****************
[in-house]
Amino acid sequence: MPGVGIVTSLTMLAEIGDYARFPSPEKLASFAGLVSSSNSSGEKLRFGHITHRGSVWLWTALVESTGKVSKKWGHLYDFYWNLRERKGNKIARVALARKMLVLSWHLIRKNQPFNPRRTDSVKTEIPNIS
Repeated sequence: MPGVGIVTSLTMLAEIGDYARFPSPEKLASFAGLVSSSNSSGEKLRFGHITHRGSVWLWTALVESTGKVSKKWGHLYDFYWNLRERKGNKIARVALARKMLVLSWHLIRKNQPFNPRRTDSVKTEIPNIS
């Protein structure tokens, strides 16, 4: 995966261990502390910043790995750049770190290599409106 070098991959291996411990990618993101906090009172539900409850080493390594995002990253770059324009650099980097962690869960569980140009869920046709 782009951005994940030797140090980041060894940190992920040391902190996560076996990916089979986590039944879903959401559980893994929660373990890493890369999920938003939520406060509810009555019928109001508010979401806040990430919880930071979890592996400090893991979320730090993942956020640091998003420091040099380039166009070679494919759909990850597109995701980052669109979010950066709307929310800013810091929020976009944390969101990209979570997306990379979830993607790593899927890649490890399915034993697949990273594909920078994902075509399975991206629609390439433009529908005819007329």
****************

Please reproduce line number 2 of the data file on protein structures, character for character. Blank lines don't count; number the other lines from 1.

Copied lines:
Amino acid sequence: MPGVGIVTSLTMLAEIGDYARFPSPEKLASFAGLVSSSNSSGEKLRFGHITHRGSVWLWTALVESTGKVSKKWGHLYDFYWNLRERKGNKIARVALARKMLVLSWHLIRKNQPFNPRRTDSVKTEIPNIS